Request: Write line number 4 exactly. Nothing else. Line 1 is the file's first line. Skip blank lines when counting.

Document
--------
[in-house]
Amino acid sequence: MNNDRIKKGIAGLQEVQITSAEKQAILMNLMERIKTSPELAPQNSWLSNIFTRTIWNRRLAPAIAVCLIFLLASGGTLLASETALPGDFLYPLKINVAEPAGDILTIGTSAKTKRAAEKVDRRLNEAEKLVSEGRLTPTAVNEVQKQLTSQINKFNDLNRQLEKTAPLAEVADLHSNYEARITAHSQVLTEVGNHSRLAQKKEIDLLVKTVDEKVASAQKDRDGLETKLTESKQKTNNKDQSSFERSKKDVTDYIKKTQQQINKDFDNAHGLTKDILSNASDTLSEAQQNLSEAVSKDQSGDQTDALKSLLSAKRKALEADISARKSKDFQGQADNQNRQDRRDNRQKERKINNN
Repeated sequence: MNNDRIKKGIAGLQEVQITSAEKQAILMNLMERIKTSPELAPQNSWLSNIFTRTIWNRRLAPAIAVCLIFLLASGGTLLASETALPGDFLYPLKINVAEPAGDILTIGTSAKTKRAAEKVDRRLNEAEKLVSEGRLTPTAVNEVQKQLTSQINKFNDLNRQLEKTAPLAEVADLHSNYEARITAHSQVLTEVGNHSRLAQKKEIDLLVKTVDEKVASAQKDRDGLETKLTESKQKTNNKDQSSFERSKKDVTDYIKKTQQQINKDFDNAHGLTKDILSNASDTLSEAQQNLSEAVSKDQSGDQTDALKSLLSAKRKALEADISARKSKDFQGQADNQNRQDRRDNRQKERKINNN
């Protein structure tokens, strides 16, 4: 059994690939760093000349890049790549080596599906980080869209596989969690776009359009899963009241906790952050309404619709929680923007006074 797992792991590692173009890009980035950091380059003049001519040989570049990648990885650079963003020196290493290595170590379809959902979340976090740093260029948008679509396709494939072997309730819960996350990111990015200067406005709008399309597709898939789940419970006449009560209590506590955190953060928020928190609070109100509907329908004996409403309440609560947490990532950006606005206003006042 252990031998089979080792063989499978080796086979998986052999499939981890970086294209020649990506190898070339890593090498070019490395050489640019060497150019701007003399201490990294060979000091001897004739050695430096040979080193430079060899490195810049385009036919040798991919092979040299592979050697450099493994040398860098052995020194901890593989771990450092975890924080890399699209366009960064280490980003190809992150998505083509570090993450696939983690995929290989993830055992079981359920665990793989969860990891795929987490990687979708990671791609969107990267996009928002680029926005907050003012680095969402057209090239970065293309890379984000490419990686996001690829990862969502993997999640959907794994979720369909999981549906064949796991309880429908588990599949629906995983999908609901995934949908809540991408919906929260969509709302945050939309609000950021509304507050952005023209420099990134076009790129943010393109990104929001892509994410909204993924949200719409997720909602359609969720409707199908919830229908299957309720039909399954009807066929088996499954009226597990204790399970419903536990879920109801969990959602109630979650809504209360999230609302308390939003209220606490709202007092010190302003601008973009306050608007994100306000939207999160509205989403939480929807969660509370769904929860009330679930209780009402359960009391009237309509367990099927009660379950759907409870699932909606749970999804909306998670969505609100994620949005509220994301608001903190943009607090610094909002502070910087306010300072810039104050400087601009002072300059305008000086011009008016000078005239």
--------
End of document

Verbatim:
């Protein structure tokens, strides 16, 4: 059994690939760093000349890049790549080596599906980080869209596989969690776009359009899963009241906790952050309404619709929680923007006074 797992792991590692173009890009980035950091380059003049001519040989570049990648990885650079963003020196290493290595170590379809959902979340976090740093260029948008679509396709494939072997309730819960996350990111990015200067406005709008399309597709898939789940419970006449009560209590506590955190953060928020928190609070109100509907329908004996409403309440609560947490990532950006606005206003006042 252990031998089979080792063989499978080796086979998986052999499939981890970086294209020649990506190898070339890593090498070019490395050489640019060497150019701007003399201490990294060979000091001897004739050695430096040979080193430079060899490195810049385009036919040798991919092979040299592979050697450099493994040398860098052995020194901890593989771990450092975890924080890399699209366009960064280490980003190809992150998505083509570090993450696939983690995929290989993830055992079981359920665990793989969860990891795929987490990687979708990671791609969107990267996009928002680029926005907050003012680095969402057209090239970065293309890379984000490419990686996001690829990862969502993997999640959907794994979720369909999981549906064949796991309880429908588990599949629906995983999908609901995934949908809540991408919906929260969509709302945050939309609000950021509304507050952005023209420099990134076009790129943010393109990104929001892509994410909204993924949200719409997720909602359609969720409707199908919830229908299957309720039909399954009807066929088996499954009226597990204790399970419903536990879920109801969990959602109630979650809504209360999230609302308390939003209220606490709202007092010190302003601008973009306050608007994100306000939207999160509205989403939480929807969660509370769904929860009330679930209780009402359960009391009237309509367990099927009660379950759907409870699932909606749970999804909306998670969505609100994620949005509220994301608001903190943009607090610094909002502070910087306010300072810039104050400087601009002072300059305008000086011009008016000078005239």